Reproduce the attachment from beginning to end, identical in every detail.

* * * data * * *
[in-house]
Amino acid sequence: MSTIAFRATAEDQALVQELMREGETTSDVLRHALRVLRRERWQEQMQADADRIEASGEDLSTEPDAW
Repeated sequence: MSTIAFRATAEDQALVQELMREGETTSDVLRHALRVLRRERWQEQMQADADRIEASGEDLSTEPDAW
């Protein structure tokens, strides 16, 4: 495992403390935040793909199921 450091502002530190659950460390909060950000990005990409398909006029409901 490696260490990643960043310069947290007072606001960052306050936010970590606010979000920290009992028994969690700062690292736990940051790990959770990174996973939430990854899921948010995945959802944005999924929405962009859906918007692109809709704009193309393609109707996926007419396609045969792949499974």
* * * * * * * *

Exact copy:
[in-house]
Amino acid sequence: MSTIAFRATAEDQALVQELMREGETTSDVLRHALRVLRRERWQEQMQADADRIEASGEDLSTEPDAW
Repeated sequence: MSTIAFRATAEDQALVQELMREGETTSDVLRHALRVLRRERWQEQMQADADRIEASGEDLSTEPDAW
């Protein structure tokens, strides 16, 4: 495992403390935040793909199921 450091502002530190659950460390909060950000990005990409398909006029409901 490696260490990643960043310069947290007072606001960052306050936010970590606010979000920290009992028994969690700062690292736990940051790990959770990174996973939430990854899921948010995945959802944005999924929405962009859906918007692109809709704009193309393609109707996926007419396609045969792949499974």